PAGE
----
As part of a raft of measures aimed at mitigating the economic impact of COVID-19, the Chancellor has announced a temporary deferral of all VAT payments. The deferral applies to all VAT payments due from 20 March 2020 until 30 June 2020, which will not be due for payment until 31 March 2021. The Government subsequently produced the following release:
Support for businesses through deferring VAT and Income Tax payments
We will support businesses by deferring Valued Added Tax (VAT) payments for 3 months. If you’re self-employed, Income Tax payments due in July 2020 under the Self-Assessment system will be deferred to January 2021.
For VAT, the deferral will apply from 20 March 2020 until 30 June 2020.
Many of the finer details of how the VAT deferral will work are yet to be disclosed. We have, however, managed to obtain some clarification from HMRC. With the information available, we have produced some Q&As below. These will be updated as and when further information is provided.
Who is affected?
The original wording of the deferral appeared to state that the deferral was only available to UK businesses. We now understand that non-UK businesses can also benefit. We are urgently seeking clarification from HMRC on this.
How can I apply?
There is no application process. Any payments due between 20 March 2020 and 30 June 2020 will automatically be deferred.
Which VAT returns are affected?
Payments due for the VAT return periods ending February 2020, March 2020 and April 2020 will fall under the deferral.
Every UK business submitting quarterly returns should therefore be able to benefit from the deferral.
What about Direct Debit payments?
Direct Debit payments will still process automatically, therefore, you will need to contact your bank to cancel/postpone payments during the deferral period.
Will I pay interest on any VAT deferred?
HMRC has confirmed that there will be no interest due on deferred payments
What about payments on account?
Businesses that are required to make payments on account can benefit from the deferral; it is not clear at this stage how balancing payments and future payments on account will be
What about annual accounting?
Similar to businesses required to make payments on account, annual accounting businesses can benefit from the deferral. It is not clear how balancing payments and future instalments will be affected.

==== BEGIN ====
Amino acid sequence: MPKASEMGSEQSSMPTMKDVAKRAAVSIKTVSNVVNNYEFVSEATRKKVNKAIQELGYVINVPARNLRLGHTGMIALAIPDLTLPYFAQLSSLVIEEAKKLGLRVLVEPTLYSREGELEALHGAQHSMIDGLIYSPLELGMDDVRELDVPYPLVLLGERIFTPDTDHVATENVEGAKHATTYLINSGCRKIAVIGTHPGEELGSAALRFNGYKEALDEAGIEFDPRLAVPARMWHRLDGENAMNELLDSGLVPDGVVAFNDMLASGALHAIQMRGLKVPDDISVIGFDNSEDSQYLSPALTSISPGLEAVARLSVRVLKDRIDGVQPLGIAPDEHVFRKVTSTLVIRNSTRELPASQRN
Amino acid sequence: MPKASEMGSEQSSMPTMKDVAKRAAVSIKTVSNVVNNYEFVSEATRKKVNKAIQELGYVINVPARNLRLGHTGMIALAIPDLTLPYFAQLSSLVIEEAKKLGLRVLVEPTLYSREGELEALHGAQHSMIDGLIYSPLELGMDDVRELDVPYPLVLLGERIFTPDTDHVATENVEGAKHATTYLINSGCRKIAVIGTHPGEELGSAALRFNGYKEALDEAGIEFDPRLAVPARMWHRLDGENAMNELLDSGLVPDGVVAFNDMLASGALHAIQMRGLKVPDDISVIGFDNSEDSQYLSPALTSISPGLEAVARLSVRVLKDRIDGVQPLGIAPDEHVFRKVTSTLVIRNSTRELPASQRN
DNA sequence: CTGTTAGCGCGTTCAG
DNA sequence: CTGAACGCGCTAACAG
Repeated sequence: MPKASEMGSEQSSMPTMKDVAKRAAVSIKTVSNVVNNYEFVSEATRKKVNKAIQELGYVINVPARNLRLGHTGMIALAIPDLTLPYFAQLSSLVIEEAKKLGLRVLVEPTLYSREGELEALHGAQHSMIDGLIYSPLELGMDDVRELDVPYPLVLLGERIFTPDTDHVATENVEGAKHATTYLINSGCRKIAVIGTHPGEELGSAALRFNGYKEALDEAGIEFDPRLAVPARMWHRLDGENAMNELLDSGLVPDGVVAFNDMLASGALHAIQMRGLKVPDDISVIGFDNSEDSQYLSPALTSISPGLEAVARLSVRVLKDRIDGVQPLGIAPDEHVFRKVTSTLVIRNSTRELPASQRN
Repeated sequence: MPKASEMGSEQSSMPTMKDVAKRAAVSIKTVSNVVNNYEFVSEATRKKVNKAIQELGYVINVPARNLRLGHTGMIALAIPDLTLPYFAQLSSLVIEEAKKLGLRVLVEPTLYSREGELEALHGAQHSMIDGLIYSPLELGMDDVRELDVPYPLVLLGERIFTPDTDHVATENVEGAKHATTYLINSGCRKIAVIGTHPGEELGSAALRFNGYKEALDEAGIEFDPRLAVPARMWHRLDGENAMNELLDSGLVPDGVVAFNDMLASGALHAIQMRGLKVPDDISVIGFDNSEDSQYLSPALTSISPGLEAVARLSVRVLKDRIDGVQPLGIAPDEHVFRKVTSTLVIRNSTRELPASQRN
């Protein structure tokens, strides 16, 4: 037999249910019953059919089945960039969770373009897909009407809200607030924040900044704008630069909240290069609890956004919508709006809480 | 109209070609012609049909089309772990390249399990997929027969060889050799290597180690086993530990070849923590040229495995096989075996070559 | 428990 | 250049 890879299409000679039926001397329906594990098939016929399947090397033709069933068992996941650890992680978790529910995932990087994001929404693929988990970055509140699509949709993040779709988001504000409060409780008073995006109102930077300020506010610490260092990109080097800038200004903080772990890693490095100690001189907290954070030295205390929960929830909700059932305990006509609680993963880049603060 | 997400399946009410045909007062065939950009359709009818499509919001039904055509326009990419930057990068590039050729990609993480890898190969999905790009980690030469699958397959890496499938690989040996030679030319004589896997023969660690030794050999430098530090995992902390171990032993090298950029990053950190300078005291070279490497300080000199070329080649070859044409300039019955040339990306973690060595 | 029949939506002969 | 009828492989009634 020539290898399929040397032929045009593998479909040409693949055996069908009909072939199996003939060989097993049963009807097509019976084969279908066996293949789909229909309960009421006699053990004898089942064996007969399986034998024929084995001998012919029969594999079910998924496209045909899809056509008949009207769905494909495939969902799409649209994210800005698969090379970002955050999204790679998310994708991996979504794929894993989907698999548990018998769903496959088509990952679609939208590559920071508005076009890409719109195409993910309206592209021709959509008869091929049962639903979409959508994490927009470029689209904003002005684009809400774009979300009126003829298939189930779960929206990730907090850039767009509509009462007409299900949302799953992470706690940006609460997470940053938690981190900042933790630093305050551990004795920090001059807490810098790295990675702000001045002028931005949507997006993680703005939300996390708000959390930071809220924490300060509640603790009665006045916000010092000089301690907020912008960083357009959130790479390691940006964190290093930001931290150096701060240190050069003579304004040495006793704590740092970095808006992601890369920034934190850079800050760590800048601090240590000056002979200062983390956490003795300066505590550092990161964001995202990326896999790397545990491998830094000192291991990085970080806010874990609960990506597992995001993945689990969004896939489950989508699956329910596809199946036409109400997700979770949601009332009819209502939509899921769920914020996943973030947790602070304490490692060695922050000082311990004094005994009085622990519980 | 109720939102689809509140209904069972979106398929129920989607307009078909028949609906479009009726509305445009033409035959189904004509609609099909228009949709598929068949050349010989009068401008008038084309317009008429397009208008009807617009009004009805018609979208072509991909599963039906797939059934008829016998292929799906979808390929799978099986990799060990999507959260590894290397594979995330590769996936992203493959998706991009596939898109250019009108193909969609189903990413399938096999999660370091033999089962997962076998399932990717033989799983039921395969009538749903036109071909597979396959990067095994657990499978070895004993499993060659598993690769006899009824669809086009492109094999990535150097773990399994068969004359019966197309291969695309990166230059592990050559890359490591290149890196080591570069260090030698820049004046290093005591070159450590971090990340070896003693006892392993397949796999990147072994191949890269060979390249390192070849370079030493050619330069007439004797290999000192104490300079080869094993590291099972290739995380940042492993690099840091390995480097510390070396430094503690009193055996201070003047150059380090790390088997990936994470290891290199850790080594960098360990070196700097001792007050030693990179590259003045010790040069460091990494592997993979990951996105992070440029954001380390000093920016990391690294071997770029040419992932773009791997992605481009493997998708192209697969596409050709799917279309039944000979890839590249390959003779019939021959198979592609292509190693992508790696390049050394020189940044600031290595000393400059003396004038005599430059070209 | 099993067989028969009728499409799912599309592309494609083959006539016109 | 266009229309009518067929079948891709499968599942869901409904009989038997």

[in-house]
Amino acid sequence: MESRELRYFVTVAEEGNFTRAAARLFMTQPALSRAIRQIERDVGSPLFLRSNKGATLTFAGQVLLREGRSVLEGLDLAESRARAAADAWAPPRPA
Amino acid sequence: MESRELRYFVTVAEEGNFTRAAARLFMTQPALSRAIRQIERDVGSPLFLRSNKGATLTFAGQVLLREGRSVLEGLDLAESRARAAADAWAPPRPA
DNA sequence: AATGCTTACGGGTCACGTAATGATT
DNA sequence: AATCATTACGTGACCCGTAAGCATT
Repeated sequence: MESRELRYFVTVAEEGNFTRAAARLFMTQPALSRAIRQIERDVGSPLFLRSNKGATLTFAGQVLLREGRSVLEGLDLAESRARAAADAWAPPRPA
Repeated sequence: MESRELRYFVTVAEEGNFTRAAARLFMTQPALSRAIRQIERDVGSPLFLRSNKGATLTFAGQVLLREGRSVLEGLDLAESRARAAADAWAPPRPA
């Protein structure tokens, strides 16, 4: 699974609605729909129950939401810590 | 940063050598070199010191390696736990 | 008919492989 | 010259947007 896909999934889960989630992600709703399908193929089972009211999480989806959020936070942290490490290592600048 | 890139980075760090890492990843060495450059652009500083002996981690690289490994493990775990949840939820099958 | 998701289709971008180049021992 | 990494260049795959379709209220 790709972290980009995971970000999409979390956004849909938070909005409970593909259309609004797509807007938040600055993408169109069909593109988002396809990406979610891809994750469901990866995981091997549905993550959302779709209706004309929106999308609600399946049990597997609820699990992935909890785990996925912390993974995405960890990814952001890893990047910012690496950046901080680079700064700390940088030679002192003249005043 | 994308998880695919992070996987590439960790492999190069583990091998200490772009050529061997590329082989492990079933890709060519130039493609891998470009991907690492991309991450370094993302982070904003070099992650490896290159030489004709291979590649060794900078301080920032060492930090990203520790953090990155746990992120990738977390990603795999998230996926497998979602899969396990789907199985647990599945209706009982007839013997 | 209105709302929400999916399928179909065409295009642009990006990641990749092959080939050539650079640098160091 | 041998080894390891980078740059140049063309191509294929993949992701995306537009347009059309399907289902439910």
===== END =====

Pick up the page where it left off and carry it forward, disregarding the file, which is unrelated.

Can I still pay my VAT?
Yes. The deferral is optional; you can still choose to pay any VAT liability during the deferral period.
What if I have already paid the VAT due during the deferral period?
HMRC has confirmed that payments made earlier for VAT return periods falling within the deferral period can be refunded. Businesses will need to write to HMRC to request a refund.
If I defer my payment, will I get a default surcharge?
HMRC has confirmed that default surcharges will not apply to deferred payments. We would reiterate that VAT returns must still be submitted on time.
How will the deferral affect future payments?
HMRC has advised that in order to prevent future payments being allocated against deferred payments, business should clearly allocate future payments to the correct period. Quite how businesses can do this is not clear. We would recommend the following:
- submit future VAT returns before instructing payment;
- where possible, pay the exact amount of VAT due from future returns i.e. do not make part-payments; and
- include the VAT return period on any payment reference, as well at the VAT number.
I receive refunds of VAT. Will these affected?
No. The Government has confirmed that VAT refunds will be processed in the usual way.
By necessity, this briefing can only provide a short overview and it is essential to seek professional advice before applying the contents of this article. This briefing does not constitute advice nor a recommendation relating to the acquisition or disposal of investments. No responsibility can be taken for any loss arising from action taken or refrained from on the basis of this publication. Details correct at time of writing.
This article was previously published on Smith & Williamson prior to the launch of Evelyn Partners.